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Betrayal, forgiveness, a wounded hero and the only woman he ever loved.
After years in a Yankee prison camp, Tom Montgomery returned to Virginia to discover the wife who said she'd love him forever had mistakenly been informed of his death and married another man. Seven years later, Tom returns to Montgomery, Texas to discover Elizabeth has been living at his grandfather's ranch. Can a Christmas miracle heal the pain of betrayal and bring their two hearts together again?
Moving forward, he refused to dwell on all that had been lost. With his head high, he shifted his crutches in front of his body, then hopped forward to meet them, his rhythm like that of a broken pendulum only able to swing halfway. His underarms ached from the constant pressure of his weight against the padded wood, but as he hobbled up the narrow lane he was grateful he had two legs and could still walk.
A smile tugged at the corners of his mouth, and his chest tightened painfully beneath his tattered, gray uniform as the house came into focus. Its silhouette appeared dark against the backdrop of orange and pink evening sky. And despite the destruction of this once beautiful horse farm, he felt buoyant, as though a great weight had suddenly been lifted from his shoulders.
Bethís grandfather sat on the porch. His wicker rocking chair moved quietly back and forth, as Tom, managing one stair at a time, slowly hopped up the wide wooden steps. He was grateful the old man said nothing. Tom didnít want help, and he didnít want pity. Exhausted, he leaned his back against a pillar at the top of the stairs. Once painted a creamy white, the column was now chipped and bare.
"Hello, Mr. Bennett."
Henry Bennett stared back. "Hello." But there was no recognition in his voice.
Tom knew he looked bad. Prison had emaciated his once healthy body to mere skin and bones. The scar from a saber cut bisected the left side of his face, and a leather patch now covered the place
where his eye should have been.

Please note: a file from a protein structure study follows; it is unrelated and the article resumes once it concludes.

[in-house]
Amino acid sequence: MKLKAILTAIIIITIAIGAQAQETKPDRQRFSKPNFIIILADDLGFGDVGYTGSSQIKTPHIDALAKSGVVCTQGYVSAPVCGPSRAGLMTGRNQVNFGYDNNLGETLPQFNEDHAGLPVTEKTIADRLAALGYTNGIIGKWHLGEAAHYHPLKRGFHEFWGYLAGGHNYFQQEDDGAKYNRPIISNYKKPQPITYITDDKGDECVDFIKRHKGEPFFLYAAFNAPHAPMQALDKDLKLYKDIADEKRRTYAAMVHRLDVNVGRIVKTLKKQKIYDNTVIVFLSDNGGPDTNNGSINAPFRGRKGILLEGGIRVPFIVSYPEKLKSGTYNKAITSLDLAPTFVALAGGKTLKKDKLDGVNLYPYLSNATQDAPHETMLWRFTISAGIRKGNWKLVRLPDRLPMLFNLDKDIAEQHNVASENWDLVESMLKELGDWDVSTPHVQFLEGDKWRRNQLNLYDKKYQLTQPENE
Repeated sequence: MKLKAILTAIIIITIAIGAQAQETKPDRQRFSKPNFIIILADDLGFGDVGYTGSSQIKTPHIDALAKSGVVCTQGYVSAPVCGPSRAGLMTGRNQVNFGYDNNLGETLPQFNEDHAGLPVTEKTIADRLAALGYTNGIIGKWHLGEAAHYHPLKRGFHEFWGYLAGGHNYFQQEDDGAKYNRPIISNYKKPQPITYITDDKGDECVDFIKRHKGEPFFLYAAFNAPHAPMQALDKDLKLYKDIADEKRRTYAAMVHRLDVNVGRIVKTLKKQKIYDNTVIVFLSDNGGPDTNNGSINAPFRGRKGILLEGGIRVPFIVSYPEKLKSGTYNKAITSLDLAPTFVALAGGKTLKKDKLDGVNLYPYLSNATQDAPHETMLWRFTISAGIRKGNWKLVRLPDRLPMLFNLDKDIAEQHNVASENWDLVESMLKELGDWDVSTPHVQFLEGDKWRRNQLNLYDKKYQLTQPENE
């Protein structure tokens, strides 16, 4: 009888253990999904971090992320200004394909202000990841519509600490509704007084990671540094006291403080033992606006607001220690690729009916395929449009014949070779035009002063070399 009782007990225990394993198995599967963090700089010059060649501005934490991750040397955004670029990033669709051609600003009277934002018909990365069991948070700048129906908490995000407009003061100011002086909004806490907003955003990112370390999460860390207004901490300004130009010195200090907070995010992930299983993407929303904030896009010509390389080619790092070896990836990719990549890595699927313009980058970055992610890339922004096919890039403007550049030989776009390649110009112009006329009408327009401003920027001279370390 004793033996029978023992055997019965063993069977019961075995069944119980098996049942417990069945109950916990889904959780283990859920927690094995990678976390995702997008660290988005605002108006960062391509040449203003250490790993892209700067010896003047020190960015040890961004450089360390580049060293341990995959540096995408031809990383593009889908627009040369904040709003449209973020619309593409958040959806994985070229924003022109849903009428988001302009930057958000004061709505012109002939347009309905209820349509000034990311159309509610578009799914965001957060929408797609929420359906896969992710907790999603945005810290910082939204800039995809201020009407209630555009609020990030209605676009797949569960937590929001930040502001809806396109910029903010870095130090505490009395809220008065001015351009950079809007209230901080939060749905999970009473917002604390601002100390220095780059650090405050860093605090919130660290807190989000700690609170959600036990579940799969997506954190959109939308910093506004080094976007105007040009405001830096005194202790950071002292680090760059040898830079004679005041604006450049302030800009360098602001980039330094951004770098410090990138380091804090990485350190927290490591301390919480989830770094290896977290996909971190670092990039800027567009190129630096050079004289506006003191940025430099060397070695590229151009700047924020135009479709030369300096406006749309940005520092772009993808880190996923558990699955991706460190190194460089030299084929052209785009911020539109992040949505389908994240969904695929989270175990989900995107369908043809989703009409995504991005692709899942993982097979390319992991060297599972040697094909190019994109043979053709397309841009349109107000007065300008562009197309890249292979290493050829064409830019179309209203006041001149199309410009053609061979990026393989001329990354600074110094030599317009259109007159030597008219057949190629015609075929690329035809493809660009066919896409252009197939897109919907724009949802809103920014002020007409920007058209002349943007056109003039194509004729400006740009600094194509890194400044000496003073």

"Itís me, Tom Montgomery."
A slow smile spread across Henry Bennettís lined face, and his pale blue eyes lost their slightly vacant look.
"Yes," he agreed with growing enthusiasm. "Elizabethís favorite suitor. Sheís quite fond of you, young man."
Tom smiled to himself. He certainly hoped Beth was fond of him. She had married him at Christmas, six months before he marched off to war.
The old man gave his rocker a push. "I havenít seen you lately. Where have you been keepiní yourself?"
Taken aback, Tomís mouth dropped open. He gaped at Bethís grandfather, until he recalled the manís odd sense of humor.
"I reckon business has kept me out of town, sir." Tom chuckled, but his laughter erupted into several minutes of harsh coughing.
The old man nodded, continued rocking, and stared out across the overgrown lawn until Tom had composed himself.
"Excuse me, sir." He offered a hesitant smile. "Itís been so long. Is Beth at home?"
The old man lifted his pale gaze to Tomís face.
Tom frowned. He tried again. "Elizabeth. Iíve missed her so much. Is she here?" A funny little knot tightened the walls of his stomach. Heíd always imagined Beth waiting for him. It never crossed his mind that something could have happened to her. Illness, an accident, or even Yankee guerillas. Oh God, please donít let her be dead!
Bethís Grandfather briefly swung his attention to the front door of the house. Tom followed his gaze but no one appeared. Was Beth inside?
The old man blinked several times before he spoke. "Elizabeth has gone north to stay with my
sister, Catherine, in Albany."
Albany? Tom exhaled a weighted sigh. At least she was all right. Though the news was disappointing, sending Beth north had probably been the best thing her grandfather could have done. She would have been safe from cannon fire and stray bullets, had plenty to eat, and access to basic necessities.
"New York is lovely this time of year with all the snow and the evergreens." Henry Bennett continued. "I remember the first time Elizabeth saw all that snow. How she laughed! My granddaughter has the most beautiful smile."
Yes, Tom had dreamed of that smile during the long feverish nights in the hospital after he was wounded and the dark months of prison camp which followed. The memory of Bethís smile had kept him alive many times when he wanted to die.
"When will she be back? Maybe I could go there." He didnít know how he would manage it. He still wasnít feeling well, and he had no money. Actually, the war had been over for months. She should have returned by now. He wondered briefly what had kept her away.
The old man shook his head. "Iím sorry, son, but my granddaughter is married now."
"Yes, sir, to meóTom Montgomery."
He shook his white head sadly. "Tom Montgomery is dead."
"Thereís been a mistake. I didnít die." Tom took a breath to continue, but began coughing. The deep rasping sound was torn from the bottom of his lungs. He doubled over from the force of it, his hands squeezing tight the padded grips of his crutches as he struggled to keep from collapsing.
"She has a child now. No, two children. Boys. Heís a nice young man too." He gave the rocker another push. "What is his name? I have a hard time
rememberiní his name. I must be gettiní old. Loves horses he does. My Elizabeth, too. I have never seen her so happy." Henry Bennett continued talking, but Tom no longer listened.